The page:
However, investors need stability. They need clear rules and to know that there will not be unrest about all of those things. Businesses are very clear that this situation is not perfect, but they have solutions—they have ways to try to make it work. They do not talk about trusted traders, but they talk about data-based solutions. They are also very clear that they do not want the hard Brexit that Britain has; they do not want article 16 to be triggered. They know that it is not the silver bullet that it has been presented as, and that it just brings us back to the table, which is where we are now.

Brexit was always going to be bad news for Northern Ireland. It was always going to insert all of the difficult things for us—sovereignty, identity and borders—into our everyday conversations. That is driving real polarisation. Sovereignty is different in Northern Ireland because people voted for the Good Friday agreement 23 years ago, and it does not operate in the same hard way as it does in other nation states. The protocol, imperfect though it is, is how we will chart our course through this situation.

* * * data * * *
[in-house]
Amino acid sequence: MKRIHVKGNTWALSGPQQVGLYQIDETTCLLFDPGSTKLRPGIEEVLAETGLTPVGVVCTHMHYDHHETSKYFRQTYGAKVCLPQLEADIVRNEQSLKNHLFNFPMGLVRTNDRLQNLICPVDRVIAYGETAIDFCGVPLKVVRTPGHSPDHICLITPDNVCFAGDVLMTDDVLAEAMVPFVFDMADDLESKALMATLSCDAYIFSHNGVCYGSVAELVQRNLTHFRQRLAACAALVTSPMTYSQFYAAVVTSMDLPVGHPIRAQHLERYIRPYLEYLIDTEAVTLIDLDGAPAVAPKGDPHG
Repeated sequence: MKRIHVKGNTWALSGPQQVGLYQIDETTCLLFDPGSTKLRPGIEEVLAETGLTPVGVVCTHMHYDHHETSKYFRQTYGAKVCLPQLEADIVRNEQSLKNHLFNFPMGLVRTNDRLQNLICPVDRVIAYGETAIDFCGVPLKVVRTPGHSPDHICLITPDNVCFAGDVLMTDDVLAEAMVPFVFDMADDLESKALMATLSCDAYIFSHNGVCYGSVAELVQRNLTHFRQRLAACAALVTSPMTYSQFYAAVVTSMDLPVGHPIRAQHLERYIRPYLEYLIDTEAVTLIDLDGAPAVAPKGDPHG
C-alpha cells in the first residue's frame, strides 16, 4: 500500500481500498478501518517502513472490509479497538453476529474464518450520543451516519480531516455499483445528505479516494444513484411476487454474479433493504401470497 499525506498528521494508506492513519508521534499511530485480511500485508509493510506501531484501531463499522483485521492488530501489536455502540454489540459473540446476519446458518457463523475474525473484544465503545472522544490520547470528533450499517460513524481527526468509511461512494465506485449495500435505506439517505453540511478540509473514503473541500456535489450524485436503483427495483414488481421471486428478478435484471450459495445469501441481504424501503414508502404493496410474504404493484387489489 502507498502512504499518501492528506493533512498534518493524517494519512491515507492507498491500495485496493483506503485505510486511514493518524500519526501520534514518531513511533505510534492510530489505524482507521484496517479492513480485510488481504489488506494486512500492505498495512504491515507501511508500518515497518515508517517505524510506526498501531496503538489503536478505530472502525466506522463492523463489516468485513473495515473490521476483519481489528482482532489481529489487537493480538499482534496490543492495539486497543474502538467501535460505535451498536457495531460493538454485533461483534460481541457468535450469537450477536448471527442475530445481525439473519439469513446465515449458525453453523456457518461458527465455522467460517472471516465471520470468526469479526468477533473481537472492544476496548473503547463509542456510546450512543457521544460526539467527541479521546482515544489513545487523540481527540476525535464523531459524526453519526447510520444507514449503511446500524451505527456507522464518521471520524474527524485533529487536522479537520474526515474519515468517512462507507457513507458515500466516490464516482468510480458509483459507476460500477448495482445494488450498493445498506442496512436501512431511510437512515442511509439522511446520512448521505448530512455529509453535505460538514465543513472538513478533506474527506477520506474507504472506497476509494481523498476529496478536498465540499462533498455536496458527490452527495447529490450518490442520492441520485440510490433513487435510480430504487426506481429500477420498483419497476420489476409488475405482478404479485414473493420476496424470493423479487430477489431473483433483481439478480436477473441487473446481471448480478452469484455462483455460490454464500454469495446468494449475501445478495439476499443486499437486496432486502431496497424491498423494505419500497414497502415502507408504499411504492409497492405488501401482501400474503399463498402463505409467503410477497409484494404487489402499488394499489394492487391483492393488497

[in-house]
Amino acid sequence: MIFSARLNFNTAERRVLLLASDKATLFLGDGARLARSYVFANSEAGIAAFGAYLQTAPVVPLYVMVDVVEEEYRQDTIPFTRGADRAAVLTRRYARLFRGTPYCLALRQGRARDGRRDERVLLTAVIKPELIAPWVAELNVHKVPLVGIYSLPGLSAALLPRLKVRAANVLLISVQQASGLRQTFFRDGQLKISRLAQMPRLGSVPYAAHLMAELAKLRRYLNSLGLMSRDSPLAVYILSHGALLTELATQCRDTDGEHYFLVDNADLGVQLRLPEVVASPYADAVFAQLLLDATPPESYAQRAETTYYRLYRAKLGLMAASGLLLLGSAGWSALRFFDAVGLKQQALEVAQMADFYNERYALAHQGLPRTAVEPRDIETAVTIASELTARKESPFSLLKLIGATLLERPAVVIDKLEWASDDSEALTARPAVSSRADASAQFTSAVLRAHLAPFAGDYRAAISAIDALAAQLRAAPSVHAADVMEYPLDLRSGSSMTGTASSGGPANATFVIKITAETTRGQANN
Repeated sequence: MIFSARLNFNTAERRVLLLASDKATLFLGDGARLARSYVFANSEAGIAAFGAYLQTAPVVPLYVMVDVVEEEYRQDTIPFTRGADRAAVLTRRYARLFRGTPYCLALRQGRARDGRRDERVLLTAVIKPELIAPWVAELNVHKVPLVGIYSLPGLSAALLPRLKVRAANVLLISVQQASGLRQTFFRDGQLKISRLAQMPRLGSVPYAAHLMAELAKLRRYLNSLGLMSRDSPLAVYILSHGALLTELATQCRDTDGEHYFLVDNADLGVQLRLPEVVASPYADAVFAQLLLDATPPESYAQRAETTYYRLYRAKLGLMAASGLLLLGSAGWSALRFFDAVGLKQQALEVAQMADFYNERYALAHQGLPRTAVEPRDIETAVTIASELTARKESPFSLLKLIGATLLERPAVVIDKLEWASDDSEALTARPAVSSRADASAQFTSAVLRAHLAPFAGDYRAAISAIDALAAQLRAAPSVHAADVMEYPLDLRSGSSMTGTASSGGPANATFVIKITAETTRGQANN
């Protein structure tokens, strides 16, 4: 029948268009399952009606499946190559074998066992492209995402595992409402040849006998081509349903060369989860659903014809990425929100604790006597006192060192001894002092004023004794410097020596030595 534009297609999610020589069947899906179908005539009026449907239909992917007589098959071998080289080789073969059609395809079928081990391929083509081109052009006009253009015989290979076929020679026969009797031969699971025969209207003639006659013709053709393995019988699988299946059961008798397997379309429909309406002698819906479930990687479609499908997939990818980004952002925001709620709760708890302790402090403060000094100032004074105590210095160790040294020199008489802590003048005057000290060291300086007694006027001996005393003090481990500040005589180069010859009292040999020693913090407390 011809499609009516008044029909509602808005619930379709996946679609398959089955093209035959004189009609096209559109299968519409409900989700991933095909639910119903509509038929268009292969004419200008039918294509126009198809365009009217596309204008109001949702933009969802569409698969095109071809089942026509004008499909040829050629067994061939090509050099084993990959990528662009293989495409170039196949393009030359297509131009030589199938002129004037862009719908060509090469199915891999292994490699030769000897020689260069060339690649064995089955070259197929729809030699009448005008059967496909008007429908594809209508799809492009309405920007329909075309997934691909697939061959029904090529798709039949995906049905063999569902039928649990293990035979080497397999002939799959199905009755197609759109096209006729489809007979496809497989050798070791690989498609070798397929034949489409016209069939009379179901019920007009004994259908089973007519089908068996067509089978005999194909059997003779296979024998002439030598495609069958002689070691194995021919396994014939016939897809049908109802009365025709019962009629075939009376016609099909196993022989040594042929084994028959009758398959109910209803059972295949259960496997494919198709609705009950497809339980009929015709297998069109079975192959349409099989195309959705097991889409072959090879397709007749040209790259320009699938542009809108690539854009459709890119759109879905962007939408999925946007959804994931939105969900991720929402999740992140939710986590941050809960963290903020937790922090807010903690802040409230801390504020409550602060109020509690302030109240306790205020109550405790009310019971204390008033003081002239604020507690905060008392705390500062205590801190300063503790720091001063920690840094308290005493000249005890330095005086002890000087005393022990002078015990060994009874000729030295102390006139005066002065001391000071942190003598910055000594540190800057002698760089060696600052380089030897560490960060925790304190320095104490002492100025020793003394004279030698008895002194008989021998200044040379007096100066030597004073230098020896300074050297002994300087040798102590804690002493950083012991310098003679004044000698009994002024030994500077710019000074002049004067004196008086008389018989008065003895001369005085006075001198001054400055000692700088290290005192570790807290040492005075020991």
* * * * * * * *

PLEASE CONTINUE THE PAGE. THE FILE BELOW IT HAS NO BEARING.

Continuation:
It is important that the EU and the UK can get around to the solutions. What people in Northern Ireland want, more than anything, is to not have to talk about this any more—not have to turn on the radio and hear this all day long, all year long. The only way to ensure that is to make the protocol work and agree that these are the choices that were made by the people of Northern Ireland and by the UK Government, and to try to make them work.